There’s no better way to relax the mind and enjoy the late summer than a drive along Kentucky’s AA highway. It’s a very secluded drive winding up and down the hills of Campbell, Bracken, and Mason counties of Northern Kentucky. I had that golden opportunity this past Saturday on the way to Old Washington, Kentucky, to print T-shirts for an upcoming family reunion. There are no fast food joints at every exit on the AA like other major highways. And the signs for little farmers markets and produce stands off the highway remind you of all the wonderful fall harvest items and dishes soon to come to the table. As you near Maysville, Kentucky, the hilltops are bathed in bright yellow with fields of blooming sunflowers.
There are three burial sites of my mother’s family just off the AA. I decided to stop at one of them to pay homage to her family. I was reminded while strolling the family plot of one relative, Old Aunt Nellie Henderson. She was my grandfather’s aunt, and I heard many stories of her as a kid. Nellie was the sister of my great grandfather, Fredrick Gibson Ling, who was the first of his farm-raised siblings to go to college – in Chicago. It was called ‘business school’ back then, but was more like an associate’s degree in accounting, which he used as clerk for the Louisville & Nashville Railroad offices in Newport, Kentucky. For a young boy in his early twenties who’d never cooked for himself, who knows what kind of new food he was exposed to in the big city. The big city lunchrooms, cafes, and speakeasies he would have seen must have been just a brave new exciting world. I have the monogrammed leather suitcase he took with him to Chicago. My Grandpa showed me the autograph book he had with all the great things his male classmates wrote about him when he graduated. The ‘big city’ certainly made an impression on my great grandpa, because when he returned, he and his new wife moved to the ‘big city’ of Dayton, Kentucky, near the even bigger cities of Newport, Covington, and Cincinnati. He spent the next 30 years raising his family, and recording freight inventory going through the area on the railroad.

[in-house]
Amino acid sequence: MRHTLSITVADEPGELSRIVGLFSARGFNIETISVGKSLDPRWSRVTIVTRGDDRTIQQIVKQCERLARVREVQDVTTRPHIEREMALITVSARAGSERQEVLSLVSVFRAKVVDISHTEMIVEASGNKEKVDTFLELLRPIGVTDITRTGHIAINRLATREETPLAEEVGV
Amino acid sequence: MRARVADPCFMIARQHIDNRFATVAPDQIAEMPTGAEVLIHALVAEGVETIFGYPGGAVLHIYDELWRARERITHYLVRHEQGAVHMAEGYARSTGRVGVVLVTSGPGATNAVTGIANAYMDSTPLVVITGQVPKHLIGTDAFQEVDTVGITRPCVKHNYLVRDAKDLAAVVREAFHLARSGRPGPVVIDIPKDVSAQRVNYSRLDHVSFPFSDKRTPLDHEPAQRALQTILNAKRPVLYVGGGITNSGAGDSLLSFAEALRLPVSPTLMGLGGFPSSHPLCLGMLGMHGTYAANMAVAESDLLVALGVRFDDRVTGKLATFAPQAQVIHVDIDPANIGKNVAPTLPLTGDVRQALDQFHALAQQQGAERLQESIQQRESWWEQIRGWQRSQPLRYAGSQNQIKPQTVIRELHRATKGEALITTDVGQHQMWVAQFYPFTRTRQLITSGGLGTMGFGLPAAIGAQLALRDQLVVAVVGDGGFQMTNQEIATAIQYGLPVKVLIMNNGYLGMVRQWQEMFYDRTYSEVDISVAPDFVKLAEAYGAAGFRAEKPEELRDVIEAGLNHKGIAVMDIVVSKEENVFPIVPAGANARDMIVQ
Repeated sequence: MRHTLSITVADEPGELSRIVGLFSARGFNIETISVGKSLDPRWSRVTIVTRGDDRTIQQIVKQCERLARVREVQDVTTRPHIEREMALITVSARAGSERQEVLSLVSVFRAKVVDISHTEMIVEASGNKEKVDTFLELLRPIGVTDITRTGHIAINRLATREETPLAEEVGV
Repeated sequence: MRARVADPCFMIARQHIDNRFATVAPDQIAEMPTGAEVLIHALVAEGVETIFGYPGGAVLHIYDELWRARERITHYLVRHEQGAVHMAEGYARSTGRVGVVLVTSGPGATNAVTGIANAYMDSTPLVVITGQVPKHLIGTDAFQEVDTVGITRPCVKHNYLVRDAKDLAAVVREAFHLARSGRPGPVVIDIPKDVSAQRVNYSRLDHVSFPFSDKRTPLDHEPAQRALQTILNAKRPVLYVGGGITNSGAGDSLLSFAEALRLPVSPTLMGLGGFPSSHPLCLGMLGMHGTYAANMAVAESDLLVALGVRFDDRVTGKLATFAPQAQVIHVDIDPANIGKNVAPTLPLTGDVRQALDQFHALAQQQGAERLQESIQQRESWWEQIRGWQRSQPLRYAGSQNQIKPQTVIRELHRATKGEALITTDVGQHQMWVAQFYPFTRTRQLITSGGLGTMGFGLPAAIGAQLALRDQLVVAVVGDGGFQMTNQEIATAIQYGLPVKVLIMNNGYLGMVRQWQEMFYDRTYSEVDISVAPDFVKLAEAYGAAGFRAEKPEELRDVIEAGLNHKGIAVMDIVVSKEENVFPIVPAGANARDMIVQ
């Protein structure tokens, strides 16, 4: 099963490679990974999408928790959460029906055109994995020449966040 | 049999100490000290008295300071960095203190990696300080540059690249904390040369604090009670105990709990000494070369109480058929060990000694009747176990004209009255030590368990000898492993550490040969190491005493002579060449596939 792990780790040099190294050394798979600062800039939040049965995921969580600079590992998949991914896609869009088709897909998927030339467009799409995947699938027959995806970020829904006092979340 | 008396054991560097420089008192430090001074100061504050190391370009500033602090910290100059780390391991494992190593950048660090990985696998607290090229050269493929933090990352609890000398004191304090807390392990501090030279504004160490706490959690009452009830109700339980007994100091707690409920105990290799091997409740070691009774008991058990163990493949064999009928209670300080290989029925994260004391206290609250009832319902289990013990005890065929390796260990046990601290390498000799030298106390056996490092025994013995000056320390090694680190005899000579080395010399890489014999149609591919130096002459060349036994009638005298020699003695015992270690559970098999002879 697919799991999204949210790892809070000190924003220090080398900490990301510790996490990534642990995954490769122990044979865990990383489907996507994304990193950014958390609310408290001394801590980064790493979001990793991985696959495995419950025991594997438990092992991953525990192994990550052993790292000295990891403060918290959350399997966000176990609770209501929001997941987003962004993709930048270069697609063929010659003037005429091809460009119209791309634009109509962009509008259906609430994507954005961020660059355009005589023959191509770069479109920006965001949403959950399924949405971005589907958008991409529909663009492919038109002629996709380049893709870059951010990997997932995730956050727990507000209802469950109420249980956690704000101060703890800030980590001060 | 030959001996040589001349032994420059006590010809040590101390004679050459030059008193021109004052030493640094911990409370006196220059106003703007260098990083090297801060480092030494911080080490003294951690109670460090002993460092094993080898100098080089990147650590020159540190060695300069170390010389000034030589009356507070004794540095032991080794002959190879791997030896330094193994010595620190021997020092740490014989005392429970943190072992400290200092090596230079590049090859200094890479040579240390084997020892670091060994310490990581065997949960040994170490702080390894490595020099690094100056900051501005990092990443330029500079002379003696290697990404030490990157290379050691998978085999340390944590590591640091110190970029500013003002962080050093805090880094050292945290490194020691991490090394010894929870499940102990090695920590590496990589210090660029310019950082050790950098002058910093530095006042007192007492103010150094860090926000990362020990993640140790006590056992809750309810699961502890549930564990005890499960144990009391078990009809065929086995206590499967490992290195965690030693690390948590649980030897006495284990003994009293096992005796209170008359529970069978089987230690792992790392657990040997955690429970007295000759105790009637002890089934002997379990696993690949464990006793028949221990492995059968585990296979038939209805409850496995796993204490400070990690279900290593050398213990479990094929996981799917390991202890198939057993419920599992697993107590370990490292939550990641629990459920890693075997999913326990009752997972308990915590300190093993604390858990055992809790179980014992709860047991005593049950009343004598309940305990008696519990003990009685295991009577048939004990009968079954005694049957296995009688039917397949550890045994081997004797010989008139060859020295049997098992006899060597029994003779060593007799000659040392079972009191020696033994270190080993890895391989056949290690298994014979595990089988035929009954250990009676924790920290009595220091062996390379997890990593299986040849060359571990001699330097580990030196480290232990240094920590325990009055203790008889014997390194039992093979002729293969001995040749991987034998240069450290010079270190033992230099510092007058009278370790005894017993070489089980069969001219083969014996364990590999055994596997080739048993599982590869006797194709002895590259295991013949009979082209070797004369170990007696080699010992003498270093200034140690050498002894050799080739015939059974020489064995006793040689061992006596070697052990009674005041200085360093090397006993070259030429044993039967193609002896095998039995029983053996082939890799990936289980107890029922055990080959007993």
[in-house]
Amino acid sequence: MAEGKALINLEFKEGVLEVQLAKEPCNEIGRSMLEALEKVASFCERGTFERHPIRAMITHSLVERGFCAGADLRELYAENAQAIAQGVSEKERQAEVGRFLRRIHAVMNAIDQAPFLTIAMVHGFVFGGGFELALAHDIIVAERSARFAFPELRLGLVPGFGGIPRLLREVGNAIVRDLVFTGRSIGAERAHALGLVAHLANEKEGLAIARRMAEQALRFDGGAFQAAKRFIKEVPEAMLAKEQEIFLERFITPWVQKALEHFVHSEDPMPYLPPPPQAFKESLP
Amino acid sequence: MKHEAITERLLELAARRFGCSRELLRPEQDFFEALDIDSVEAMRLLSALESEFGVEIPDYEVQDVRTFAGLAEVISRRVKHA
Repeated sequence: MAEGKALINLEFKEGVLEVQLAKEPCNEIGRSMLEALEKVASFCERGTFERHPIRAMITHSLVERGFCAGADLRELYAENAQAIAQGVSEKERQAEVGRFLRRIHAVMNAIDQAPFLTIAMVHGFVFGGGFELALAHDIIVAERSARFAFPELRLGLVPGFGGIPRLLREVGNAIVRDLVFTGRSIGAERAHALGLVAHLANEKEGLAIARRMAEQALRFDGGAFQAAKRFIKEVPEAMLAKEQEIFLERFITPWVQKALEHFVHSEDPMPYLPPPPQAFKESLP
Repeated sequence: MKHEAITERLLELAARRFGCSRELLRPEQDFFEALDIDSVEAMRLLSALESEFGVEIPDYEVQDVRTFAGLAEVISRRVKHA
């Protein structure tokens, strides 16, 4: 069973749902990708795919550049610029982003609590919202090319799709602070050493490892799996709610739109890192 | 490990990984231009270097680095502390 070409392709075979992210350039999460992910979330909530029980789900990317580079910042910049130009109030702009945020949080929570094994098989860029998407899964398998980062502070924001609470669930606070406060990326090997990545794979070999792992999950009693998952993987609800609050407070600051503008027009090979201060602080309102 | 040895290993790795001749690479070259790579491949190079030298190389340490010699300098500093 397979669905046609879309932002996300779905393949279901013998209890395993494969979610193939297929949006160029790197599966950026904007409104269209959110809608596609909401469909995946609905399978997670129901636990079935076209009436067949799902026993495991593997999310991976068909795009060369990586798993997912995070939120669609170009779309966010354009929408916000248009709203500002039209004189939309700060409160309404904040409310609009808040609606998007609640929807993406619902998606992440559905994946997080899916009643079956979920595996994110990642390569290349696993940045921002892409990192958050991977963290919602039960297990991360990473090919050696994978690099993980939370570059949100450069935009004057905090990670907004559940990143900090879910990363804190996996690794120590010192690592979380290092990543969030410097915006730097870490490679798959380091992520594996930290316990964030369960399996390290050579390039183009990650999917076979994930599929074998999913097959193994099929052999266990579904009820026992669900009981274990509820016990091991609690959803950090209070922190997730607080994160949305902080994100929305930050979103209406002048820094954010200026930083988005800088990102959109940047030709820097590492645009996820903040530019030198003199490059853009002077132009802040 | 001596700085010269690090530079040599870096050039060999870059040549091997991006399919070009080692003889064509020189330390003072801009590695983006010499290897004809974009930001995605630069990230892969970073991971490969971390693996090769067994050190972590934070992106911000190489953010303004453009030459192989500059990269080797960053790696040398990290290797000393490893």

But it was Aunt Nellie who stuck out in my head on this past trip. Several years ago I had gone through my grandmother’s recipes for a legacy family cookbook I put together for a family Christmas gift. Aunt Nellie’s biscuit recipe was one I found, among several others. Grandma’s recipes were not the best for duplication. Her recipes were more like notes or just suggestions of how to make a dish. But Grandma always gave credit to the relative or publication where she found the recipe.
And Nellie’s biscuits must have been divine for my Grandmother to have snagged the recipe. The recipe was probably the one her mother, Anna Gibson Ling, used for the family. Anna was raised with six sisters in Suffolk, England, during the Crimean War. Anna’s father, Cornelius Gibson, was the Land Agent at a manor house called Willingham Hall, owned by the Barnes family, and a fraction of the size of Downton Abbey. Cornelius would have had a job similar to the character, Tom Branson, on Downton Abbey, who made all economic arrangements for the farms on the estate.
But English biscuits are known to be hard and dry. They squat on the dividing line between cracker and crisp cookie. So, Anna probably adapted this English biscuit with which she was familiar to the country recipe with pork lard. She might have also been instructed by farm neighbors that soft red winter wheat flour, with lower protein and gluten was the best for biscuits. The end result – magic!
The country biscuit’s popularity on the table has to do with its versatility. There’s nothing like a biscuit as a vehicle for fresh jam, sorghum, molasses or honey. They’re also fabulous layered with country ham or covered in white sausage gravy. They can even transition to dessert, when covered in fresh macerated strawberries and whipped cream to become shortcake. My grandmother made the best fresh strawberry shortcake, with her version of Nellie’s biscuit recipe. If I close my eyes I can still smell and taste it.